You Don’t Know Me
First off, it was never my intent for those seven listed sample symptoms to be used as diagnostic criteria. Not by a long shot, which was why I included two other articles.
My list was only a small sampling of traits and characteristics. The original list was long and tedious.
I find your comment along with a few others deeply troubling. Are you aware I have a son with ASD who I’m thrilled is functionally independent? Some of his disabilities are handicapping his opportunities in life. Watching him trying to navigate normal life has nearly broken my heart.
You don’t know me. You don’t know how hard I’ve worked to get to where I’m at life. You did not see my friendless childhood. The nights I cried myself to sleep wondering what was wrong with me. Or how many times noise and lights overwhelmed me so badly I was physically ill. Even my skin would ache. How often I have to battle severe anxiety when facing situations you handle with ease.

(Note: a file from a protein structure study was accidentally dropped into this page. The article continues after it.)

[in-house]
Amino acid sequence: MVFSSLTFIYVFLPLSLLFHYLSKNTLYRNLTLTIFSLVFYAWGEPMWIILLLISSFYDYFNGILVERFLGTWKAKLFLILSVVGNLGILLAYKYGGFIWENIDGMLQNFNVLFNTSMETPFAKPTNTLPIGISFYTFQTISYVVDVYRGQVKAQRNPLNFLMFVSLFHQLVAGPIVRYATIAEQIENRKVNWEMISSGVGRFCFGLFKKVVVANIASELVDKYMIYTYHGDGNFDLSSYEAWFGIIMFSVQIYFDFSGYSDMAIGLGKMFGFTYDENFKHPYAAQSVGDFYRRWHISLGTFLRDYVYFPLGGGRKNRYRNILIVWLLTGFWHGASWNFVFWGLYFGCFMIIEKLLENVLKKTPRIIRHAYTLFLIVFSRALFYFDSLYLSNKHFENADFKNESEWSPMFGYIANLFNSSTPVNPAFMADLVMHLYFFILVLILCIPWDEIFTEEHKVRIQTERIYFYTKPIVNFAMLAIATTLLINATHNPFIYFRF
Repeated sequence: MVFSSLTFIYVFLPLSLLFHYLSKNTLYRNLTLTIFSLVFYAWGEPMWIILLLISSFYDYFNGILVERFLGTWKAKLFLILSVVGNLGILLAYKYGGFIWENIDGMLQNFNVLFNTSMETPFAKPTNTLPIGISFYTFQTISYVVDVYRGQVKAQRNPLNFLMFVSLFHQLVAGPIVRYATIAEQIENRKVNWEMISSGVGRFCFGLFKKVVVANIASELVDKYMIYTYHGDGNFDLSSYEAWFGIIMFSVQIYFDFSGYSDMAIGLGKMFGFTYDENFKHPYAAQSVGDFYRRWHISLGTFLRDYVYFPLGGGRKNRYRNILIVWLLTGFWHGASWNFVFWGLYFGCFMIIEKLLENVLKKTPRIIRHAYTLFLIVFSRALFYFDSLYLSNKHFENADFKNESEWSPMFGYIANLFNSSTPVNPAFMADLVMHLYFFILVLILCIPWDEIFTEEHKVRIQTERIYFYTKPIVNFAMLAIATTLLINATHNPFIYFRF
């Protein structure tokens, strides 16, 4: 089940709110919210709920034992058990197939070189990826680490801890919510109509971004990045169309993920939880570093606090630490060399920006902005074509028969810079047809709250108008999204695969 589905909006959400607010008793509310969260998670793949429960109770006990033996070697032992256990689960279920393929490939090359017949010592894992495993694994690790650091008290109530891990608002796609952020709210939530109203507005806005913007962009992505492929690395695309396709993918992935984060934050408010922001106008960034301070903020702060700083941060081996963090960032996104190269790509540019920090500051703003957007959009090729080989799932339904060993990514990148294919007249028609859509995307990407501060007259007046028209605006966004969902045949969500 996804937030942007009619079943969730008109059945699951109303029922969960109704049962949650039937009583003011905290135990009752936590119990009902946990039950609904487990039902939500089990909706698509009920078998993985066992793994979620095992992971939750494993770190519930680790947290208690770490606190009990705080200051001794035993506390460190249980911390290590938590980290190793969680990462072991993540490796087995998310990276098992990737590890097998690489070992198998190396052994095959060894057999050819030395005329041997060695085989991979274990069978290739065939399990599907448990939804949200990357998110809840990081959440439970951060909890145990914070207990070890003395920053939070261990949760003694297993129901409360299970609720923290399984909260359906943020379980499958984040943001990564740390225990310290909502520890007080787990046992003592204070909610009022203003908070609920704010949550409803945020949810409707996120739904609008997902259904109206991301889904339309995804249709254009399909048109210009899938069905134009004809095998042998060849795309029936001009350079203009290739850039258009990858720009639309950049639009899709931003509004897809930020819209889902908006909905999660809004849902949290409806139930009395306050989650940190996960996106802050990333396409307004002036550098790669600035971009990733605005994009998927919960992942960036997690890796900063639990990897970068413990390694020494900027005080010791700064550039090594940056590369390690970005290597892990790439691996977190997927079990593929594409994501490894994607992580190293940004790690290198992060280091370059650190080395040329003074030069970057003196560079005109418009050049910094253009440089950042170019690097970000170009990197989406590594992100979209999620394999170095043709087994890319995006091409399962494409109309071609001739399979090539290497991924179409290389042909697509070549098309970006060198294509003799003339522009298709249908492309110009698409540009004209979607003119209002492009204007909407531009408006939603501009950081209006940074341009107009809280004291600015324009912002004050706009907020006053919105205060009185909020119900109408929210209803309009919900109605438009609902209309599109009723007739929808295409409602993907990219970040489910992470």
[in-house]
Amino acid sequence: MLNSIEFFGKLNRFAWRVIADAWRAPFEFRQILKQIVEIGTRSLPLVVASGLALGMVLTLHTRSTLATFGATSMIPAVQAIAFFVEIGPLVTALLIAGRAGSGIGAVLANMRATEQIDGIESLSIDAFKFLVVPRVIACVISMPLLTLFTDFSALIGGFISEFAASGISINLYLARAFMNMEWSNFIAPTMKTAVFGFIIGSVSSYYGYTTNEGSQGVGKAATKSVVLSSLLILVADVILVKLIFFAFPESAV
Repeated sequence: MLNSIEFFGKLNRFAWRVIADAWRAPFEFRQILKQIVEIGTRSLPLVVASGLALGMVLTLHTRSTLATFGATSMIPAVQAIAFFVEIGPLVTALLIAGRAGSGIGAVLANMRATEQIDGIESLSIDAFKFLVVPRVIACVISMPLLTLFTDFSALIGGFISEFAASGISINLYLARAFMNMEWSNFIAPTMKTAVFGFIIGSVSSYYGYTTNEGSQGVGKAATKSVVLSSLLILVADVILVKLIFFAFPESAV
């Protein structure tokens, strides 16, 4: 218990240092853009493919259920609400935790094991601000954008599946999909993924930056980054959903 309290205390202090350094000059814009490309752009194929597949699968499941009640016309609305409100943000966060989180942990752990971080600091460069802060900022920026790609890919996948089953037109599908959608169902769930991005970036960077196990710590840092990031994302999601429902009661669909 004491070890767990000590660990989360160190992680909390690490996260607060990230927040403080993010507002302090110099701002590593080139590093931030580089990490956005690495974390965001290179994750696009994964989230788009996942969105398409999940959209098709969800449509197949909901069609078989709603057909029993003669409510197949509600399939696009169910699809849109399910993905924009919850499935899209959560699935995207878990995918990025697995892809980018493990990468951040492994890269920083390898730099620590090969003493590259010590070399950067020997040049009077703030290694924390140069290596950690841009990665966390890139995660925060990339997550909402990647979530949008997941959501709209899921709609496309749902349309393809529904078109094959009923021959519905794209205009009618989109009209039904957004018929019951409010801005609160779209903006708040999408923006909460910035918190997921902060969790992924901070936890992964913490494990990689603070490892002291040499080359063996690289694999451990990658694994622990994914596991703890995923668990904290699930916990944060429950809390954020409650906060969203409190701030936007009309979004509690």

Just because I’m here and seem put together does mean my life has been easy. It has not. I’m a fighter. I have dealt with catastrophic abuse, great odds, personal challenges to get here. I make daily sacrifices to do what I do.
My father was on the spectrum and my sons are. One received special educational resources. It is insulting to have someone read 1100 words of a personal essay and think they know me. Talk about reductionism. You are doing to me the very thing you don’t want to have happen to every neuroatypical person – to misunderstand their needs to such an extent that they are overlooked. In your well-intended efforts to protect theirs, you are overlooking mine.
I’ve had no help. No therapy. No IEP. No social supports. I did it alone. I was vulnerable, bullied, and abused due to my vulnerabilities. But I trudged forward. And this is what I get for that? Shamed? Scolded?
You don’t know me. It’s insulting to think that by the details of one personal essay you have a handle on what is and is not true about my life.
Here’s more research to back up this late diagnosis phenomenon.